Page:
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    1. Thanks Ryan for the kind words . . . greatly appreciated!
      I enjoy all your Blog reports, but will especially look forward to reading reports about your adventures in the Whites this summer!

      John

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  3. Great report, John! Black Cap is a gem and is very quiet in winter with the road access closed off. More than two dozen NH 4000-footers can be seen from there!

    Steve

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    1. Thanks Steve for posting a reply to my Blog!

      Regarding your comment about “more than two dozen NH 4000-footers can be seen” from Black Cap, I knew there were a good many, but hadn’t realized it was that many!! Wow! That’s pretty impressive!

      Just as a side-note, when I began my trek there was a group of folks who parked behind me. They indicated that rather than using Hurricane Mountain road, they were going to ascend via the Red Tail Trail. I did some prolonged lingering at the summit of Black Cap, and they never showed up. Nor did I see any evidence in the snow to indicate that anyone had been there before me. I presume that they MIGHT have aborted since their vehicle was gone when I arrived back at the parking spot along Hurricane Mountain Road. But then again, maybe they decided to just go to Cranmore Mountain, in which case I wouldn’t have seen them, nor any evidence of their presence along the route I took.

      John

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  4. I agree with "wanderingaroundtheblock"—I also like the picture of the rolling blue ridges in the distance. It reminds me of the Great Smoky Mountains! It looks like you had another wonderful-weather day for hiking.

    We can all be grateful for women like Anna Stearns. I wish more ultra wealthy people would pony up the money for land preservation. It's a gift that keeps on giving!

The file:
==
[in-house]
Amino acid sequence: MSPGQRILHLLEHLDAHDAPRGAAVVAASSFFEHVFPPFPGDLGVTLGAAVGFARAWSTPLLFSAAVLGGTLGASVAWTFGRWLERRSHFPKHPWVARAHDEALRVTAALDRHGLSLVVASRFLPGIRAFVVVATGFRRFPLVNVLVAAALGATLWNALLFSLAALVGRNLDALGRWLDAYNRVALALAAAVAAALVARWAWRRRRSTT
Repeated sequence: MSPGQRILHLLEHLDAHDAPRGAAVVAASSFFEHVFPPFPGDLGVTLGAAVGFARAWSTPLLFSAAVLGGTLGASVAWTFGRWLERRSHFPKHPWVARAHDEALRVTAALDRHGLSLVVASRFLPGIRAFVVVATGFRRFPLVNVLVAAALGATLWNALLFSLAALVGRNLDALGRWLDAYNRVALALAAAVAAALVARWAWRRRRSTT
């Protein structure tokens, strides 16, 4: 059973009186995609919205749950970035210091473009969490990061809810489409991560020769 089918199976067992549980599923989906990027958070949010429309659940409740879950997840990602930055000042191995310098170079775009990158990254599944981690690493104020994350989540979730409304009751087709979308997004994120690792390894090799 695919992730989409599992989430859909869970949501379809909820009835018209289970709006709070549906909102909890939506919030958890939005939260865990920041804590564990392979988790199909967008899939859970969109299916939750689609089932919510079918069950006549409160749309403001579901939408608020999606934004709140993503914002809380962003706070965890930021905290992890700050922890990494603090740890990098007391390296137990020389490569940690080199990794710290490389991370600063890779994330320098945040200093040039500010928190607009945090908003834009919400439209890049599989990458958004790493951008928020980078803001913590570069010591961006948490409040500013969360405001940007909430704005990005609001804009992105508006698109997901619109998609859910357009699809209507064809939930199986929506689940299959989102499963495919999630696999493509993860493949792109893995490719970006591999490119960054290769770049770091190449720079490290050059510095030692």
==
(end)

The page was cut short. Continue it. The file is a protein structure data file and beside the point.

I know what you mean by saying those perfectly aligned trees look like man's "handiwork". Here in the west those straight lines of similar trees are the result of re-planting after a land-destroying clear cut. Those perfect rows of spindly trees do NOT make a forest!

    And lastly, I love the clever titles of your last two posts, John!

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    1. Hi Rita,

      In brief, I want to say agree, agree, and thank you!
      Now to expound just a bit more, I certainly agree that donating money for land preservation is indeed “a gift that keeps on giving”. Hopefully, this is a trend that will continue to grow in popularity among those with the means to make such a gift. And yes, I completely agree that “perfect rows of spindly trees do NOT make a forest”! As a wildlife biologist friend of mine says, “Mother Nature loves messiness”! :-)
      And last but not least, regarding my ‘thank you’, thanks for your generous comment about loving the titles of my last two posts! It’s always so nice to receive feedback.

      John